In terms of the induction system, rising complexity and cost impact the subject of tunnel ram intakes. Essentially, two issues have been obstacles to common usage. First is cost and second is installed height.
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If your installation can accommodate the height, figure that a tunnel ram setup costs at least 80 percent more than a single-carb and intake manifold. In practice, though, this can escalate to as much as 300 percent more, especially if you elect to have a custom-made sheet-metal manifold. But before writing off a tunnel ram induction system on the basis of cost, let’s thoroughly investigate its performance potential.
The power advantages of a tunnel ram intake are fourfold. First, the acquisition of adequate carburetion capacity becomes easy. Second, carburetor placement allows the carburetor throttle bores to be positioned almost directly over the port runner entrances. Third, the runners can have an almost straight shot to the head ports for an essentially unimpeded airflow to the intake valve and into the combustion chamber. And finally, with the right plenum volume and the nearly straight runners, pressure wave tuning becomes more effective.
All of these attributes add up to a measurable power advantage but there is more, especially if the engine is equipped with a big cam. Eight idle and possibly eight transition circuits are available depending on how they are staged. The fuel-metering circuits can be progressive or simultaneous, so that there is enough airflow for low-speed driving. And when the system is optimally tuned, it can be more “traffic friendly” than a single 4-barrel carb setup. This aspect prompts the question of a tunnel ram’s streetability. With eight-carb barrels, the induction system has eight idle circuits. Also, if simultaneous opening of the butterflies is used, the system accesses eight progression circuits; if progressive butterfly opening is used, the system accesses only four circuits. Either way, more airflow is available on the low-speed circuitry for street driving, thus delaying the need to use the main jet circuits. Correctly calibrated you can achieve more traffic-friendly performance than delivered by a single carb on a single-plane intake.
This tuning practice contradicts the commonly held belief that a tunnel ram is good for race applications only, and thus it implies that it is less than capable of good low-speed manners. If anything, the reverse is actually true. My experience with tunnel ram setups on engines with big street and/or short race cams has shown a 650 idle rpm is achievable. But the “race only” reputation is not without some validity.
The idle jets for a tunnel ram setup need to be much smaller than for a single-carb setup and the idle air bleeds typically need to be at least a couple of sizes bigger. Also, don’t go for the instantaneous opening of all eight barrels unless the carbs are relatively small, such as 600 or so cfm.
If you are looking for good top end numbers, carbs of 750 cfm or more can deliver, but they need a progressive throttle linkage so they don’t present too much venturi area too soon.
Vacuum secondaries can also work well on the street, especially if the cam is short enough to produce at least 9 inches of idle vacuum. As for main jets and air bleeds, these are usually somewhat similar to what you might expect for a single carb on a single-plane intake.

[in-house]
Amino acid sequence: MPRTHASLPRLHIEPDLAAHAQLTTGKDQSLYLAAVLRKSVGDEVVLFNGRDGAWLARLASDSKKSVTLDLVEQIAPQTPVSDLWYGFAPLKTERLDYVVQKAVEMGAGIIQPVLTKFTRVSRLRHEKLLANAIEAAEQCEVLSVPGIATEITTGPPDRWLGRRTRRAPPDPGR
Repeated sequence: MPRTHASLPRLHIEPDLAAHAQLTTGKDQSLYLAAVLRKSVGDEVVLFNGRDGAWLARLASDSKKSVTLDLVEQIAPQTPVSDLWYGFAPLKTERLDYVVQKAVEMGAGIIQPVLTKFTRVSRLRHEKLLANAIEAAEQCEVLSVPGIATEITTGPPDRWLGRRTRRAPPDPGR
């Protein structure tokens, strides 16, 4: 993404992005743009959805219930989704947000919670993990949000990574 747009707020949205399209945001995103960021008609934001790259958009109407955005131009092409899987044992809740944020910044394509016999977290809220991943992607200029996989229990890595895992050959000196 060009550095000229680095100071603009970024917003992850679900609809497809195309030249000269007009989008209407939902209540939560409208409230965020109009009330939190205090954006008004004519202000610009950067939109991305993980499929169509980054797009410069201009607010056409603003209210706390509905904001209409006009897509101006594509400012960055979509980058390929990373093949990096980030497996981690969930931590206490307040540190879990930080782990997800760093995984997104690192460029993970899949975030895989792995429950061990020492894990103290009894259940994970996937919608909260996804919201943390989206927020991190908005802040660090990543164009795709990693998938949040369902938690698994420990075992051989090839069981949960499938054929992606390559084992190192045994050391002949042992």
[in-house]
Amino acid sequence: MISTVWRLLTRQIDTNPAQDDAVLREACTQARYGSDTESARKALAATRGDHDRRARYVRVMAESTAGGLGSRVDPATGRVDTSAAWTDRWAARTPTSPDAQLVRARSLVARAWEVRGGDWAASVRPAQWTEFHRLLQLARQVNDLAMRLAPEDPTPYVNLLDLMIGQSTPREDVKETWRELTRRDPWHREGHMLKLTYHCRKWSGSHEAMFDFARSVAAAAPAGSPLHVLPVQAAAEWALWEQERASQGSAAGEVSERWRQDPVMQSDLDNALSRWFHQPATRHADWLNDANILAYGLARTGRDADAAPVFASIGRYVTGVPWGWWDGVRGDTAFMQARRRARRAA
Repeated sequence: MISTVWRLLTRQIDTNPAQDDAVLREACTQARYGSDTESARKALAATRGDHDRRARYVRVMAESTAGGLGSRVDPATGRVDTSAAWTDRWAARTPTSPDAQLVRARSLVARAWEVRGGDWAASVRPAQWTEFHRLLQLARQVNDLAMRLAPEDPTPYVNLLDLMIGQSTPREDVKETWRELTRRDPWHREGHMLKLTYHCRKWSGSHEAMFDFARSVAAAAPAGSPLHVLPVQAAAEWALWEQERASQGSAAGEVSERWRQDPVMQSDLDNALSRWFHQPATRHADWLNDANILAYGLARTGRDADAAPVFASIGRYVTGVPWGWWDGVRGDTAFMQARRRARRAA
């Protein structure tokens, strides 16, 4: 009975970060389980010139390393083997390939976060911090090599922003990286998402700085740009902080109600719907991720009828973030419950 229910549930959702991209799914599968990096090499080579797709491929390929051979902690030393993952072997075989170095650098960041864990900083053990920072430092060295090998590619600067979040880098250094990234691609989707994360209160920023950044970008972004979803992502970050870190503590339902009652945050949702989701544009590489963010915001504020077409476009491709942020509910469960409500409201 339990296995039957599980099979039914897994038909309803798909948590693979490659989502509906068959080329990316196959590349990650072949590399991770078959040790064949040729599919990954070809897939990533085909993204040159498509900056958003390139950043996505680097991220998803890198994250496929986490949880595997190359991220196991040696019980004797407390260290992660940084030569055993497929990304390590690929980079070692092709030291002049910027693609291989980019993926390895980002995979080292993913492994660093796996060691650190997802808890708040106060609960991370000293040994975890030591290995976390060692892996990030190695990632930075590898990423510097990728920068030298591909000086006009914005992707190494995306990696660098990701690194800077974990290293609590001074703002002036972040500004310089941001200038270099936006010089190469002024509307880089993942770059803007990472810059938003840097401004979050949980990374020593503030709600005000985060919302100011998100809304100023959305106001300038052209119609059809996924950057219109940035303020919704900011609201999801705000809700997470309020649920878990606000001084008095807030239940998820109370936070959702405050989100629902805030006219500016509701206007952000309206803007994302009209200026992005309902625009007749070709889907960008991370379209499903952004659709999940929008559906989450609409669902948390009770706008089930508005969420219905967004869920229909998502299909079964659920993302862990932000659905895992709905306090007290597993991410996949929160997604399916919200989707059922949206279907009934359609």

As for the carbs themselves, don’t go overboard on CFM just because you can. For almost any street performance application, a pair of performance 650s is good for engines capable of up to 800 to 850 hp, and 750s are suitable for 850 to 950 hp. Moreover, it seems that an annular-discharge booster is often best for low- to mid-range drivability. On a 500-ci or larger engine, annular-discharge boosters can bump the torque at 3,000 or so rpm by as much as 40 ft-lbs. About half the time, the top-end output is marginally improved, and when that is not the case, any output reduction is minimal.
Having looked at the theoretical reasons that a tunnel ram should work, let’s take a look at a real-world dyno test. (See Figure 7.8.) The test engine was a high-effort 525-inch unit so the builder has properly prepared all the components: chamfered bores, ported intake manifold, well-matched ports, and modified pistons. It used a Mk IV block, which was bored 0.060 over, a Scat crank and rods, and some custom skinny-ring Wiseco pistons. The block deck was relieved and the heads were a set of Dart 320-cc port items that were ported to good effect. With the heads milled to 110 cc, the compression with the particular piston crown was 11:1.
The single-carb intake was a Sniper Jr. equipped with an AED 1150, and the tunnel ram intake was from Weiand and carried two 750 carbs reworked in the butterfly and booster (annular-discharge type) areas to flow 850 cfm each. The all-important cam and valve-train was the result of a COS-Cam spec computed at TWPE. Although totally streetable, this combination produced a torque curve better than most street 572s make.
If the race rules permit, your only carbureted option for maximum output is a tunnel ram. This conjures up a picture of an expensive sheet-metal intake, but that need not be the case. Some very functional, and more to the point, affordable intakes are available from Pro-Filer and Edelbrock.
If using a tunnel ram intake now interests you, be advised: Get your carbs as a purpose-built pair from a reputable custom carb shop such as AED. At the end of the day it will save you both money and frustration.
Written by David Vizard and Posted with Permission of CarTechBooks